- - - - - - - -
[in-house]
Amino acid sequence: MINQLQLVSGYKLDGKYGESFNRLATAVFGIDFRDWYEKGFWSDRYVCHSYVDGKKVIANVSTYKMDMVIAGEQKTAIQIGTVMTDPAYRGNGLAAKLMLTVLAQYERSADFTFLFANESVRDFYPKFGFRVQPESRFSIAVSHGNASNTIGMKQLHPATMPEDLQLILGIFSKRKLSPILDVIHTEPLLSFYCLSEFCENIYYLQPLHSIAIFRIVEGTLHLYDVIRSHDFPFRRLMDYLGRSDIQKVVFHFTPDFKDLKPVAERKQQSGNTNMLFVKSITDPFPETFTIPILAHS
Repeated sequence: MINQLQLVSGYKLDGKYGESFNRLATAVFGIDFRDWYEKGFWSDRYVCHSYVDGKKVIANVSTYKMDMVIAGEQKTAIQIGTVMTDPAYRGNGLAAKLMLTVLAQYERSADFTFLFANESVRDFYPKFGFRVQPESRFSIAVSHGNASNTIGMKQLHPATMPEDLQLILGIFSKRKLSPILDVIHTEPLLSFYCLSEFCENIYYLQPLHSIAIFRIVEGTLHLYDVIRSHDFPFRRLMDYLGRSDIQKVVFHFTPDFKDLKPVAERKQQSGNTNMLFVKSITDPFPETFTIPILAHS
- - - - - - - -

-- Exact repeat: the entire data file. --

[in-house]
Amino acid sequence: MINQLQLVSGYKLDGKYGESFNRLATAVFGIDFRDWYEKGFWSDRYVCHSYVDGKKVIANVSTYKMDMVIAGEQKTAIQIGTVMTDPAYRGNGLAAKLMLTVLAQYERSADFTFLFANESVRDFYPKFGFRVQPESRFSIAVSHGNASNTIGMKQLHPATMPEDLQLILGIFSKRKLSPILDVIHTEPLLSFYCLSEFCENIYYLQPLHSIAIFRIVEGTLHLYDVIRSHDFPFRRLMDYLGRSDIQKVVFHFTPDFKDLKPVAERKQQSGNTNMLFVKSITDPFPETFTIPILAHS
Repeated sequence: MINQLQLVSGYKLDGKYGESFNRLATAVFGIDFRDWYEKGFWSDRYVCHSYVDGKKVIANVSTYKMDMVIAGEQKTAIQIGTVMTDPAYRGNGLAAKLMLTVLAQYERSADFTFLFANESVRDFYPKFGFRVQPESRFSIAVSHGNASNTIGMKQLHPATMPEDLQLILGIFSKRKLSPILDVIHTEPLLSFYCLSEFCENIYYLQPLHSIAIFRIVEGTLHLYDVIRSHDFPFRRLMDYLGRSDIQKVVFHFTPDFKDLKPVAERKQQSGNTNMLFVKSITDPFPETFTIPILAHS